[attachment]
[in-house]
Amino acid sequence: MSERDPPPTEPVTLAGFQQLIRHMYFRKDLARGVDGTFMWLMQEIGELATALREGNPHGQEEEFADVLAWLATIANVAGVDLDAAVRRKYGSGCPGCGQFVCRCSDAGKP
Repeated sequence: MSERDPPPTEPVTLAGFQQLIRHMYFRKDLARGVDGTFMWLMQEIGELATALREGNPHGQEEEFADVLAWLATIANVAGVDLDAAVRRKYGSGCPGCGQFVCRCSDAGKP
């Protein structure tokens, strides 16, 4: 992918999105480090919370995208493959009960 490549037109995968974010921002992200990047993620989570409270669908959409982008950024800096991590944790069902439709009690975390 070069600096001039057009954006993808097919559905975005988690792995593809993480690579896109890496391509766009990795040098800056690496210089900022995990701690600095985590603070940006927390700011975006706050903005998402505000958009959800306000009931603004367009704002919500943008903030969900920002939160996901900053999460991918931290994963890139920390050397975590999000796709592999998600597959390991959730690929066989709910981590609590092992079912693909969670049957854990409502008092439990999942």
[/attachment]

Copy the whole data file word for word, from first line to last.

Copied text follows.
[in-house]
Amino acid sequence: MSERDPPPTEPVTLAGFQQLIRHMYFRKDLARGVDGTFMWLMQEIGELATALREGNPHGQEEEFADVLAWLATIANVAGVDLDAAVRRKYGSGCPGCGQFVCRCSDAGKP
Repeated sequence: MSERDPPPTEPVTLAGFQQLIRHMYFRKDLARGVDGTFMWLMQEIGELATALREGNPHGQEEEFADVLAWLATIANVAGVDLDAAVRRKYGSGCPGCGQFVCRCSDAGKP
């Protein structure tokens, strides 16, 4: 992918999105480090919370995208493959009960 490549037109995968974010921002992200990047993620989570409270669908959409982008950024800096991590944790069902439709009690975390 070069600096001039057009954006993808097919559905975005988690792995593809993480690579896109890496391509766009990795040098800056690496210089900022995990701690600095985590603070940006927390700011975006706050903005998402505000958009959800306000009931603004367009704002919500943008903030969900920002939160996901900053999460991918931290994963890139920390050397975590999000796709592999998600597959390991959730690929066989709910981590609590092992079912693909969670049957854990409502008092439990999942």